I was based in La Rochelle, which is a port city on the south coast of France. We zeroed in on Kiruna in Sweden as the destination. I had a Eurail pass, but going all the way to the north by train would mean 45 hours of travel, which would be exhausting. So we decided to take a flight from Paris to Oslo, as there were affordable flights available under 100 Euros for the route. From Oslo to Kiruna, it was a 21 hour journey which we decided to do by train. Alternatively, we could have taken a flight to Stockholm and then a 16 hour train to Kiruna. It was one of the longest journeys I have done. As I progressed and reached each milestone, the anxiety of reaching and missing Northern Lights kept increasing. It’s easy to say we decided to go by train from La Rochelle to Paris, but when it got down to doing it, it was more than a sentence. We had to figure out the airport out of the many airports at Paris, the means to reach the airport from train station, best train to catch and lastly, bus to get to the train station in La Rochelle. Now multiply this complexity by at least ten. But there is always a silver lining as well. At one point in the journey, our train broke down, after much hassle we were shifted to a bus. It was at a point where I could not feel tiredness anymore, I had long gotten numb. But that’s when we were moved to super luxurious trains with private couchettes and lavish bathrooms. We were students on a shoestring budget and would have been grateful if someone simply helped us reach our destination, but the generous officials thought we ought to be made good. Karma was the only explanation.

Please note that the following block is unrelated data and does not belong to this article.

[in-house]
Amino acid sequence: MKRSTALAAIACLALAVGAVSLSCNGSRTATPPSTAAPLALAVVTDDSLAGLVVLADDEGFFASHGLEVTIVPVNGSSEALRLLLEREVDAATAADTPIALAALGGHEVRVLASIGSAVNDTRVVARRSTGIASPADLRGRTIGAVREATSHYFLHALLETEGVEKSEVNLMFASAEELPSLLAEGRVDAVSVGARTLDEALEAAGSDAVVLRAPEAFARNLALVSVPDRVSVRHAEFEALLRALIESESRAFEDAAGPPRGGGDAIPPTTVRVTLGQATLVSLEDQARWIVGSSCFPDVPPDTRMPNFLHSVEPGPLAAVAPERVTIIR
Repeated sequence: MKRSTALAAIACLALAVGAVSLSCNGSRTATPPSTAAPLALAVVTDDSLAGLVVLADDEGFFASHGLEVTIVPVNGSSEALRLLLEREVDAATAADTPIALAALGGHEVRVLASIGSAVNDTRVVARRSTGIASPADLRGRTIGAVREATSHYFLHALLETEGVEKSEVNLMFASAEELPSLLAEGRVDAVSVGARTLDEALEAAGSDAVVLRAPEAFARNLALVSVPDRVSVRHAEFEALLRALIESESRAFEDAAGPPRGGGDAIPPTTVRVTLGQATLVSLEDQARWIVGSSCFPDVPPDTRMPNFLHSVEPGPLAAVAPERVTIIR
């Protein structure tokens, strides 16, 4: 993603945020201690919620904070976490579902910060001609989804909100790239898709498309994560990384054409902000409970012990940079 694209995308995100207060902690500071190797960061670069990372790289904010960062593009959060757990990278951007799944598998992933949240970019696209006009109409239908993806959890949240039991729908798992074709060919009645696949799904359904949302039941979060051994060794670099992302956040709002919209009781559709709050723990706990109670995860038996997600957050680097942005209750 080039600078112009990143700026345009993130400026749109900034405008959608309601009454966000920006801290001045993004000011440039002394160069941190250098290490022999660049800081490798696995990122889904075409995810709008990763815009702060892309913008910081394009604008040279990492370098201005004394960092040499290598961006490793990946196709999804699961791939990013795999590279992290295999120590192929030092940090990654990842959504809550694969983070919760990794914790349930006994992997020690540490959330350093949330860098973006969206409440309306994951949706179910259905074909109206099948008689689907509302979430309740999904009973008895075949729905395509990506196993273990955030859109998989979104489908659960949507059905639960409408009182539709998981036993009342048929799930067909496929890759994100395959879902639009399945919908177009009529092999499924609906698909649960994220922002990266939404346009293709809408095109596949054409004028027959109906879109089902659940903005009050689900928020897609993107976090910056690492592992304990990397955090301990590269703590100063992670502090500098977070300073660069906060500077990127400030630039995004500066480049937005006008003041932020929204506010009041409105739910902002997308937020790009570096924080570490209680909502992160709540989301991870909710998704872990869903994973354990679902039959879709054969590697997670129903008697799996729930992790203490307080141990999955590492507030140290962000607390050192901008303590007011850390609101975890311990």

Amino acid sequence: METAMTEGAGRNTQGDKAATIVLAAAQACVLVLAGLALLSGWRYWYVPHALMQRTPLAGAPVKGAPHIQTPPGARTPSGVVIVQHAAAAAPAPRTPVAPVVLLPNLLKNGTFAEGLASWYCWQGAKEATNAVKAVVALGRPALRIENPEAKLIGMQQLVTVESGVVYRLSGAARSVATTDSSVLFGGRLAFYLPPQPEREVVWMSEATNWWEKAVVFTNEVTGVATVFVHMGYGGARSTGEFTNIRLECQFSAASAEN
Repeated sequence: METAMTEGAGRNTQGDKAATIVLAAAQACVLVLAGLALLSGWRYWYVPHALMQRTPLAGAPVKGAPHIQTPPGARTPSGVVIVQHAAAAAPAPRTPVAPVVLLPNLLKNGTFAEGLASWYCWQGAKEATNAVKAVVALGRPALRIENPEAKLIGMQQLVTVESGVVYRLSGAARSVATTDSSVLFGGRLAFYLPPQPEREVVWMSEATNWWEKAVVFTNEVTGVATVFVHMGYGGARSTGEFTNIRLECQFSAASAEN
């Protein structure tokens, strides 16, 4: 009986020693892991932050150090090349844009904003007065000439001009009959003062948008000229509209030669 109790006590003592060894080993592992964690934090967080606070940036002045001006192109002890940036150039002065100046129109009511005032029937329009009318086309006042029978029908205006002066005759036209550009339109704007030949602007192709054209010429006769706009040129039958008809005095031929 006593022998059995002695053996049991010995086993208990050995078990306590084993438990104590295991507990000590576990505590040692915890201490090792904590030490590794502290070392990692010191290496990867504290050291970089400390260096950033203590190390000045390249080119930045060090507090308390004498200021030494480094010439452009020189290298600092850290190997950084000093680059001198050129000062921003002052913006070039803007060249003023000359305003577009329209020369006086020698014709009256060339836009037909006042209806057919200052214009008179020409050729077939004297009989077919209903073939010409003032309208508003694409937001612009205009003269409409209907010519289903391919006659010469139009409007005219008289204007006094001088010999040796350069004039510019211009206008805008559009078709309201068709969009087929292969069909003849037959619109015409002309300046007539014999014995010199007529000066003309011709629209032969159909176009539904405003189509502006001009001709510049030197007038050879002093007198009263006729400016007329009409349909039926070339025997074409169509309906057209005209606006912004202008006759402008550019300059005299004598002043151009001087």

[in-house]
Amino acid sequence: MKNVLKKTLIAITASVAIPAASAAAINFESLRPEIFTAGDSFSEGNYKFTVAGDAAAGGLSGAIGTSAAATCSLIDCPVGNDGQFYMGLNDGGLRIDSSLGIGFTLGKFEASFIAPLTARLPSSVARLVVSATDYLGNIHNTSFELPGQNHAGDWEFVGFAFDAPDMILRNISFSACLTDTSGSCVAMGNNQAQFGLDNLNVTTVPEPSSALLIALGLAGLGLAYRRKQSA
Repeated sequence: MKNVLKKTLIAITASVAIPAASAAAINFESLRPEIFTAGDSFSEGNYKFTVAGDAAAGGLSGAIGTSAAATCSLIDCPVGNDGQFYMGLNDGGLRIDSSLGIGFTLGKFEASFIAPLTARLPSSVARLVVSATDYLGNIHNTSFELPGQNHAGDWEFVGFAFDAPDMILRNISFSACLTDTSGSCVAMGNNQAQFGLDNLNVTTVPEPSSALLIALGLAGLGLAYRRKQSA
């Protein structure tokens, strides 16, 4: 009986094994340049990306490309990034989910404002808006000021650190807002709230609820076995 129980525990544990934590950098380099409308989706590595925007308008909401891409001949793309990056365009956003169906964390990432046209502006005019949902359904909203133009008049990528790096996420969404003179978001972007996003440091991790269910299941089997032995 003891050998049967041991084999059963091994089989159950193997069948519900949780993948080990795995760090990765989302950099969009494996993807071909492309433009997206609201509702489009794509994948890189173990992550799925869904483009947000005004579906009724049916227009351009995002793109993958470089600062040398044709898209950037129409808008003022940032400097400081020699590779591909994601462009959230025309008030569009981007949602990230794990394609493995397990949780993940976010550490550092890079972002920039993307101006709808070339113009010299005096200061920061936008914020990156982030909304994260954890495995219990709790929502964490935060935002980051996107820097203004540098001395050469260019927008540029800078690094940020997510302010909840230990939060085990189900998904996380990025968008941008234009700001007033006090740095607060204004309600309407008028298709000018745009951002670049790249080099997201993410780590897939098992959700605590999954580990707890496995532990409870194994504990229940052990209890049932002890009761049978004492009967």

While traversing through Sweden, I saw massive mountains and a lake amidst them. So pristine, as if humans had not dared to mess with them. It was a memory I have imprinted in my mind, probably one of the things I will see in my moment-of-death-flashback. In all of this, I had forgotten one thing- there would be snow. I had never seen snow in my life before, and I was about to witness it for the first time. We got off at a small station on our way and experienced a flurry. I was dazed at the marvel of nature. I had already seen more than I imagined, and the best was yet to happen.
Snow for the first time!
We reached Kiruna. One mind boggling fact I learned was that Kiruna was an iron ore mining location ,and the entire town had to be moved some miles away to prevent it from caving in. The government was going to spend around two billion dollars to make that happen. Incredible!
We settled in our pricey hostel and brought out our brandy and reindeer meat burgers when I got a call from a friend that the Northern Lights were happening then! We rushed out, and we could see a tiny ray of hope. We ran towards a hillock on the outskirts of the town. The hill was snow laden, and the night was dark. There could not be a more dramatic set-up, and this time it was here to stay for the next few hours. It was a bright green- emerald like color. Like sunshine at night.